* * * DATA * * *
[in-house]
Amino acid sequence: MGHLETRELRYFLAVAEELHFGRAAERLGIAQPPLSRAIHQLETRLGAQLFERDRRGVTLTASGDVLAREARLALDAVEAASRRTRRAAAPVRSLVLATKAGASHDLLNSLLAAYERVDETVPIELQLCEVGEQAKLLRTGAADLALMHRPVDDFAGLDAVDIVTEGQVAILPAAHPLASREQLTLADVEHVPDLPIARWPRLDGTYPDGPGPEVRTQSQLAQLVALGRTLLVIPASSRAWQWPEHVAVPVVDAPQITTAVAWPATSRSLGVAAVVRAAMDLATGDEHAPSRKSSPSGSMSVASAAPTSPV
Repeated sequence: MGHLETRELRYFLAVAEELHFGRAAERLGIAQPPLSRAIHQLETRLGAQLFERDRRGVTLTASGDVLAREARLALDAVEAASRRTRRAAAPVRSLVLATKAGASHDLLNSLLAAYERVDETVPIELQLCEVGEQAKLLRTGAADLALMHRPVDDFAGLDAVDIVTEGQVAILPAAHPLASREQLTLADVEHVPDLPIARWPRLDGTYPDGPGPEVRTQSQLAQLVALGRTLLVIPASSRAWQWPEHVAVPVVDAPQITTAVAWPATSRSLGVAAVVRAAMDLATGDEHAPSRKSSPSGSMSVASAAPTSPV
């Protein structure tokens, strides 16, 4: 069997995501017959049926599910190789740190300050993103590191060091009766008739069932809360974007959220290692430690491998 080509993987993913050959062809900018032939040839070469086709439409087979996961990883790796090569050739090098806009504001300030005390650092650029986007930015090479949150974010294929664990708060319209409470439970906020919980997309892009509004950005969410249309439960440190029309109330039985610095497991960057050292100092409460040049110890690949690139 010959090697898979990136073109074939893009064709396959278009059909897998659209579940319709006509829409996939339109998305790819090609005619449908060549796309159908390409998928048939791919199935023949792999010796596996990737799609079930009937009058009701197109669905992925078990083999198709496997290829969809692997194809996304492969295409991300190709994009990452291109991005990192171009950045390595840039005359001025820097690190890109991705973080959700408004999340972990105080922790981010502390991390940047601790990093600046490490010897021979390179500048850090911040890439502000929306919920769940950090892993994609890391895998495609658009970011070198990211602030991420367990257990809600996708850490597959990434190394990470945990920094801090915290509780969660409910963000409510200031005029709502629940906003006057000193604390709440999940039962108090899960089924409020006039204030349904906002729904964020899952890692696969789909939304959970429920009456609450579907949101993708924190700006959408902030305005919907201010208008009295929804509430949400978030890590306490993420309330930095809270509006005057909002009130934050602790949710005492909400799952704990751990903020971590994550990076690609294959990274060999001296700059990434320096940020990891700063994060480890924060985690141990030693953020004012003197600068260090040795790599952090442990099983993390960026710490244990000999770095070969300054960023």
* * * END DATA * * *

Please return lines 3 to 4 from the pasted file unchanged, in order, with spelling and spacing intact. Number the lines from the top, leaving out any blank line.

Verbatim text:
Repeated sequence: MGHLETRELRYFLAVAEELHFGRAAERLGIAQPPLSRAIHQLETRLGAQLFERDRRGVTLTASGDVLAREARLALDAVEAASRRTRRAAAPVRSLVLATKAGASHDLLNSLLAAYERVDETVPIELQLCEVGEQAKLLRTGAADLALMHRPVDDFAGLDAVDIVTEGQVAILPAAHPLASREQLTLADVEHVPDLPIARWPRLDGTYPDGPGPEVRTQSQLAQLVALGRTLLVIPASSRAWQWPEHVAVPVVDAPQITTAVAWPATSRSLGVAAVVRAAMDLATGDEHAPSRKSSPSGSMSVASAAPTSPV
């Protein structure tokens, strides 16, 4: 069997995501017959049926599910190789740190300050993103590191060091009766008739069932809360974007959220290692430690491998 080509993987993913050959062809900018032939040839070469086709439409087979996961990883790796090569050739090098806009504001300030005390650092650029986007930015090479949150974010294929664990708060319209409470439970906020919980997309892009509004950005969410249309439960440190029309109330039985610095497991960057050292100092409460040049110890690949690139 010959090697898979990136073109074939893009064709396959278009059909897998659209579940319709006509829409996939339109998305790819090609005619449908060549796309159908390409998928048939791919199935023949792999010796596996990737799609079930009937009058009701197109669905992925078990083999198709496997290829969809692997194809996304492969295409991300190709994009990452291109991005990192171009950045390595840039005359001025820097690190890109991705973080959700408004999340972990105080922790981010502390991390940047601790990093600046490490010897021979390179500048850090911040890439502000929306919920769940950090892993994609890391895998495609658009970011070198990211602030991420367990257990809600996708850490597959990434190394990470945990920094801090915290509780969660409910963000409510200031005029709502629940906003006057000193604390709440999940039962108090899960089924409020006039204030349904906002729904964020899952890692696969789909939304959970429920009456609450579907949101993708924190700006959408902030305005919907201010208008009295929804509430949400978030890590306490993420309330930095809270509006005057909002009130934050602790949710005492909400799952704990751990903020971590994550990076690609294959990274060999001296700059990434320096940020990891700063994060480890924060985690141990030693953020004012003197600068260090040795790599952090442990099983993390960026710490244990000999770095070969300054960023």